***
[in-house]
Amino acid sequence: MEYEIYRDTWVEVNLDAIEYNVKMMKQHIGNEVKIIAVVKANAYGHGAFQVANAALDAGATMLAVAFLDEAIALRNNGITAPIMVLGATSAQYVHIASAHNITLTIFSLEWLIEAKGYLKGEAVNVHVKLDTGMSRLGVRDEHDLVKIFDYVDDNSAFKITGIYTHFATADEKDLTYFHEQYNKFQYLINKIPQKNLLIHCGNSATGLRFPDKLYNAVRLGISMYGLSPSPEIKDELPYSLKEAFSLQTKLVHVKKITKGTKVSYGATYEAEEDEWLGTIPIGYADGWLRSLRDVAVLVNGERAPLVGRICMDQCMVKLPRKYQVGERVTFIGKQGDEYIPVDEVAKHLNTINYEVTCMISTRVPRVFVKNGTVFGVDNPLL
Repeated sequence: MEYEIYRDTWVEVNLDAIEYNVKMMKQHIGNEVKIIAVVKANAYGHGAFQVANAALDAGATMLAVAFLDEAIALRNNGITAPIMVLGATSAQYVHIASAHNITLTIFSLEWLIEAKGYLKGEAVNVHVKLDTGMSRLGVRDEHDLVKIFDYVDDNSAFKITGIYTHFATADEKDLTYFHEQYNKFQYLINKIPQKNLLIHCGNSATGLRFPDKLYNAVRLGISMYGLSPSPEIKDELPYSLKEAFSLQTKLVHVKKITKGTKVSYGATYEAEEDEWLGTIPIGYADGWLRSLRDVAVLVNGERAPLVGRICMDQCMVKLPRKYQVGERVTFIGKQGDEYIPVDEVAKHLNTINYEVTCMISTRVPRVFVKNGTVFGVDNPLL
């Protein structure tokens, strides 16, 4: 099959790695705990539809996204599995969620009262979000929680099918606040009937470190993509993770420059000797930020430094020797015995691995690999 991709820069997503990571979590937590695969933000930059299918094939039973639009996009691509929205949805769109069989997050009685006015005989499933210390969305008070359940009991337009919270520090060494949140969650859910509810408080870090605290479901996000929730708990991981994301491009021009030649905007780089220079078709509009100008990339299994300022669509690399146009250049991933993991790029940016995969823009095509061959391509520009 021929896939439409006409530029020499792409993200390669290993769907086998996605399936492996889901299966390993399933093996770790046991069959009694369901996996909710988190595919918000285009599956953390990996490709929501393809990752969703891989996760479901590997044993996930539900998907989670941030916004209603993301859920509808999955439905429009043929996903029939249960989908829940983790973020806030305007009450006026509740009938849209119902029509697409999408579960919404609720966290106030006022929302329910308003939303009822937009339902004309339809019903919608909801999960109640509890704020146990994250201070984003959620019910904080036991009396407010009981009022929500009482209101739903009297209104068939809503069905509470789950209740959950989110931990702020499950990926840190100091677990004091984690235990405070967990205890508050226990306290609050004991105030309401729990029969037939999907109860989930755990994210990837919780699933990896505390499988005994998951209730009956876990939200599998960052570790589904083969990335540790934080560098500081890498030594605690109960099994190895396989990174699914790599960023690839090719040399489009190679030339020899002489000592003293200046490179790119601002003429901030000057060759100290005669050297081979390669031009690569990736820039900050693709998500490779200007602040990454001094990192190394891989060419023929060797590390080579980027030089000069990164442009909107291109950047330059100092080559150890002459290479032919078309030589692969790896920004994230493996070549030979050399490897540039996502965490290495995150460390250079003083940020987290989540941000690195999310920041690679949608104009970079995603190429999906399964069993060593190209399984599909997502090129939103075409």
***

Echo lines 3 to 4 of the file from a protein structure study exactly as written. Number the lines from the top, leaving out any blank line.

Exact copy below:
Repeated sequence: MEYEIYRDTWVEVNLDAIEYNVKMMKQHIGNEVKIIAVVKANAYGHGAFQVANAALDAGATMLAVAFLDEAIALRNNGITAPIMVLGATSAQYVHIASAHNITLTIFSLEWLIEAKGYLKGEAVNVHVKLDTGMSRLGVRDEHDLVKIFDYVDDNSAFKITGIYTHFATADEKDLTYFHEQYNKFQYLINKIPQKNLLIHCGNSATGLRFPDKLYNAVRLGISMYGLSPSPEIKDELPYSLKEAFSLQTKLVHVKKITKGTKVSYGATYEAEEDEWLGTIPIGYADGWLRSLRDVAVLVNGERAPLVGRICMDQCMVKLPRKYQVGERVTFIGKQGDEYIPVDEVAKHLNTINYEVTCMISTRVPRVFVKNGTVFGVDNPLL
């Protein structure tokens, strides 16, 4: 099959790695705990539809996204599995969620009262979000929680099918606040009937470190993509993770420059000797930020430094020797015995691995690999 991709820069997503990571979590937590695969933000930059299918094939039973639009996009691509929205949805769109069989997050009685006015005989499933210390969305008070359940009991337009919270520090060494949140969650859910509810408080870090605290479901996000929730708990991981994301491009021009030649905007780089220079078709509009100008990339299994300022669509690399146009250049991933993991790029940016995969823009095509061959391509520009 021929896939439409006409530029020499792409993200390669290993769907086998996605399936492996889901299966390993399933093996770790046991069959009694369901996996909710988190595919918000285009599956953390990996490709929501393809990752969703891989996760479901590997044993996930539900998907989670941030916004209603993301859920509808999955439905429009043929996903029939249960989908829940983790973020806030305007009450006026509740009938849209119902029509697409999408579960919404609720966290106030006022929302329910308003939303009822937009339902004309339809019903919608909801999960109640509890704020146990994250201070984003959620019910904080036991009396407010009981009022929500009482209101739903009297209104068939809503069905509470789950209740959950989110931990702020499950990926840190100091677990004091984690235990405070967990205890508050226990306290609050004991105030309401729990029969037939999907109860989930755990994210990837919780699933990896505390499988005994998951209730009956876990939200599998960052570790589904083969990335540790934080560098500081890498030594605690109960099994190895396989990174699914790599960023690839090719040399489009190679030339020899002489000592003293200046490179790119601002003429901030000057060759100290005669050297081979390669031009690569990736820039900050693709998500490779200007602040990454001094990192190394891989060419023929060797590390080579980027030089000069990164442009909107291109950047330059100092080559150890002459290479032919078309030589692969790896920004994230493996070549030979050399490897540039996502965490290495995150460390250079003083940020987290989540941000690195999310920041690679949608104009970079995603190429999906399964069993060593190209399984599909997502090129939103075409």